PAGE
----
5. Don’t make any major decisions. For the first year or so, you may look back and realize that you were not as together as you thought. Some of your decisions may have been extremely damaging ones. The fallout can be avoided if these decisions can be set aside for a time when you know your life is more in balance.
  6. Take care of yourself. Forgetting to eat because of not cooking regular meals may happen too often. Not being able to sleep can be another problem. Either of these can contribute to major health concerns showing up in the near future.
  7. If you still have children that haven’t left the nest yet, and won’t for a while, taking care of yourself is crucial. Having children at home entails even more responsibilities because you will be mother, father, and everything to them. You need to be there for your children. You can’t do that if you are sick, in the hospital, or dying.
  8. If you are not working outside your home, take extra time for yourself. Take a walk on a lovely spring day. Have lunch with your girlfriends or family. Do things that make you feel good or give you comfort during this time. Get your hair done. I’m not sure why getting my hair shampooed and styled makes me feel good, but it does. It can make a difference for you, as well.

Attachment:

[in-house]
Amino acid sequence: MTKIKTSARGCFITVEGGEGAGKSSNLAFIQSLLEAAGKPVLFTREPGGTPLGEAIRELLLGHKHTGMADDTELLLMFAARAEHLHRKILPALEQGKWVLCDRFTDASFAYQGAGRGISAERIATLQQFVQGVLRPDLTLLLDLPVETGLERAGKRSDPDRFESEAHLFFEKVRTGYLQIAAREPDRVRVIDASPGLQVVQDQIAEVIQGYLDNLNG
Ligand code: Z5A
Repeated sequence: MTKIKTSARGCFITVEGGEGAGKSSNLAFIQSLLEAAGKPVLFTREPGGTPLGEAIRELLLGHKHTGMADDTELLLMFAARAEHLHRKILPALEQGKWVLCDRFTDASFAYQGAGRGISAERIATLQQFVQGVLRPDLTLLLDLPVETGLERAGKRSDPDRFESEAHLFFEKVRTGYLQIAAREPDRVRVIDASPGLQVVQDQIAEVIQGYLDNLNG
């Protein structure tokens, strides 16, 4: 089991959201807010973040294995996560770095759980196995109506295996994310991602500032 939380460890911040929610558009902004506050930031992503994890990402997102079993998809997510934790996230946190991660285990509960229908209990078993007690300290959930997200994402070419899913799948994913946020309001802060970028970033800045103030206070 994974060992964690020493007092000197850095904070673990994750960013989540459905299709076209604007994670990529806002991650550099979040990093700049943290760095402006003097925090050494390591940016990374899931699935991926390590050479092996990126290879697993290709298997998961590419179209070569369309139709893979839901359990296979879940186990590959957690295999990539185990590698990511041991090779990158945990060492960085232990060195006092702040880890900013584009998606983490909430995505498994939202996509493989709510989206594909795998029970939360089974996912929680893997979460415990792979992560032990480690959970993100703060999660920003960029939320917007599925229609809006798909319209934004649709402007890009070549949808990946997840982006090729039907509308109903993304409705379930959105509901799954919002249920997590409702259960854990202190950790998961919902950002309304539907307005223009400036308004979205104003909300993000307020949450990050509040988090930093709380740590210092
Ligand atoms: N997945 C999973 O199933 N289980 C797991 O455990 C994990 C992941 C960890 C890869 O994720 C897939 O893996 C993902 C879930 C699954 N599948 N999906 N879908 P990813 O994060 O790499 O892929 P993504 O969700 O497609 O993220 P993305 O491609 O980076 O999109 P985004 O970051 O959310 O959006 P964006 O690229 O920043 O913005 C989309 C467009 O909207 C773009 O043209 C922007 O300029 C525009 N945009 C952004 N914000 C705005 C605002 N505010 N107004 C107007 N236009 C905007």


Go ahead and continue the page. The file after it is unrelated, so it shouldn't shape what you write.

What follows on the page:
9. Doing volunteer work can also give you a boost. This could include volunteering at a hospital or even a soup kitchen feeding the homeless. Giving to others can give you a lift and a sense of satisfaction that you need.
  10. If you have to go to work, consider taking continuing education courses at a local college or online to boost your qualifications. Even if you can only take one course at a time, adding to your résumé will add to your paycheck in the long run.
  11. Ask for help. Losing a spouse means that you get to do everything. The upkeep of the house and the car will have to be tended to by you. Shopping, cleaning, earning the money, paying the bills, and caring for the yard are all on your shoulders. Even if you were doing part of that before losing your husband, you will find that having responsibility for everything can be overwhelming. Asking for help is not a sin; it is a necessity.
  12. Taking care of your spirituality can make all the difference in having the strength to get through the grieving process. Don’t neglect that part of your life.

There may be other considerations depending on your circumstances. Talking things over with a close friend could help you see what else needs to be cared for. Talking about your loved one may also give you some comfort during this stressful period in your life. You will find that it is not impossible to get through the grieving process. It just takes some time.

Frequently Asked Questions & Additional Resources

How do I know if I’m ready to hire a financial advisor?